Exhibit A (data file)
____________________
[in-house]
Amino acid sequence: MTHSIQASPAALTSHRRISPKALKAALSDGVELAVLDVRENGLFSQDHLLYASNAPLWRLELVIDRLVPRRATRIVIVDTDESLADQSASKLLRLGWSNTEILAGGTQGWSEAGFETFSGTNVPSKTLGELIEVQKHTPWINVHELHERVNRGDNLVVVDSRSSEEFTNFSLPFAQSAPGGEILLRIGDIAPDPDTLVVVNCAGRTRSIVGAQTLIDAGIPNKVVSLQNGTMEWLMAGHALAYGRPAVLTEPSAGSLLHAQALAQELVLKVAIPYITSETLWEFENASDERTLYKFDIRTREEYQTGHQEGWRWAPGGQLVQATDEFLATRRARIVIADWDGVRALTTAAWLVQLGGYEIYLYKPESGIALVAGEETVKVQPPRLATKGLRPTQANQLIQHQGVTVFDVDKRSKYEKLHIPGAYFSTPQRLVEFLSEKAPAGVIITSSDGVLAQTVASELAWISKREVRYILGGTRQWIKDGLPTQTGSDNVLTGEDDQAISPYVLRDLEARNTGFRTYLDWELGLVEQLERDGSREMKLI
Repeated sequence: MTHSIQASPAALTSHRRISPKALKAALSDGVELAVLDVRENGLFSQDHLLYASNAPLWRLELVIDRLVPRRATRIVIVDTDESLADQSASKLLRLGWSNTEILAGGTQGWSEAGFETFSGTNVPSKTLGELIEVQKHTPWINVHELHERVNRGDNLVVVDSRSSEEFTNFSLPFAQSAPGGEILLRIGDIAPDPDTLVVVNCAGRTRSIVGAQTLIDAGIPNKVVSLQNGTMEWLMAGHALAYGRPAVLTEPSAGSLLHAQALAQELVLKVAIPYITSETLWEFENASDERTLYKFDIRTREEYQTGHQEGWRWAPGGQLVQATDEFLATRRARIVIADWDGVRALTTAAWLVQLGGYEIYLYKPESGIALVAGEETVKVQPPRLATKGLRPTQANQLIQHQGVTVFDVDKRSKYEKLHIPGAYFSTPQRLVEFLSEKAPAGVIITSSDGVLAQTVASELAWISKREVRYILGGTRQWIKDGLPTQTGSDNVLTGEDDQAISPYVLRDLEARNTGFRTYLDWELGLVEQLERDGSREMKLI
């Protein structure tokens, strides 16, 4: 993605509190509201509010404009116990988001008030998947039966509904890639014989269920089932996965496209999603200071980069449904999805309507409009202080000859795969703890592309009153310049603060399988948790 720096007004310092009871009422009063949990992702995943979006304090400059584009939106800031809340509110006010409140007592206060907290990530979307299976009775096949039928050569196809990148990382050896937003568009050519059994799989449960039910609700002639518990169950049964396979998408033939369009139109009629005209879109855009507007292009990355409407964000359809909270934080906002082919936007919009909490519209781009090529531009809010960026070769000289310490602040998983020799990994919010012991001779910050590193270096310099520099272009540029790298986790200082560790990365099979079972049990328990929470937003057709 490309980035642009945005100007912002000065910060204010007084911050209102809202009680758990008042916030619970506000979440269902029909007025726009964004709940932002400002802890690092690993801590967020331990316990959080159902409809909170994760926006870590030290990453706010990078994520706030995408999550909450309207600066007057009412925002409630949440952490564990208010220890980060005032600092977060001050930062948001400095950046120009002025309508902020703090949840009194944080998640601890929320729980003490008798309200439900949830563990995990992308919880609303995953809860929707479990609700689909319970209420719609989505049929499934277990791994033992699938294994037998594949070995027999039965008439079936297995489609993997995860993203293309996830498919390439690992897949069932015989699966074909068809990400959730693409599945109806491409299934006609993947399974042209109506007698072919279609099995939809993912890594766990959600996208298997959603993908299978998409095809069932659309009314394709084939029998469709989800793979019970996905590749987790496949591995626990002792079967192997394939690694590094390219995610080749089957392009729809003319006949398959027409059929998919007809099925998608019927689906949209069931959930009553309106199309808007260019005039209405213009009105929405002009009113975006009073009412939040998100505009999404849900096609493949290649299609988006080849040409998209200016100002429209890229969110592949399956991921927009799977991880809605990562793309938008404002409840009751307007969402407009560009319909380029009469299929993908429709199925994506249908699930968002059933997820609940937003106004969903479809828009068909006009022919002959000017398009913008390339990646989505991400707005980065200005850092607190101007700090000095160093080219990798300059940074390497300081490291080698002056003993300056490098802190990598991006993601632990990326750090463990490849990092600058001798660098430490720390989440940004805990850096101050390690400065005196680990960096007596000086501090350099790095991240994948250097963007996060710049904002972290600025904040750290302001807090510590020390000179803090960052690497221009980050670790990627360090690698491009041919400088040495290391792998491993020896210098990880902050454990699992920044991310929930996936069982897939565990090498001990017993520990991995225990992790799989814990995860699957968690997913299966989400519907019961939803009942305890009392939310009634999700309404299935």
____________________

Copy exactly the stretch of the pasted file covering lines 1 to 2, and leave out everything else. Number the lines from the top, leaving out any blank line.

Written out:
[in-house]
Amino acid sequence: MTHSIQASPAALTSHRRISPKALKAALSDGVELAVLDVRENGLFSQDHLLYASNAPLWRLELVIDRLVPRRATRIVIVDTDESLADQSASKLLRLGWSNTEILAGGTQGWSEAGFETFSGTNVPSKTLGELIEVQKHTPWINVHELHERVNRGDNLVVVDSRSSEEFTNFSLPFAQSAPGGEILLRIGDIAPDPDTLVVVNCAGRTRSIVGAQTLIDAGIPNKVVSLQNGTMEWLMAGHALAYGRPAVLTEPSAGSLLHAQALAQELVLKVAIPYITSETLWEFENASDERTLYKFDIRTREEYQTGHQEGWRWAPGGQLVQATDEFLATRRARIVIADWDGVRALTTAAWLVQLGGYEIYLYKPESGIALVAGEETVKVQPPRLATKGLRPTQANQLIQHQGVTVFDVDKRSKYEKLHIPGAYFSTPQRLVEFLSEKAPAGVIITSSDGVLAQTVASELAWISKREVRYILGGTRQWIKDGLPTQTGSDNVLTGEDDQAISPYVLRDLEARNTGFRTYLDWELGLVEQLERDGSREMKLI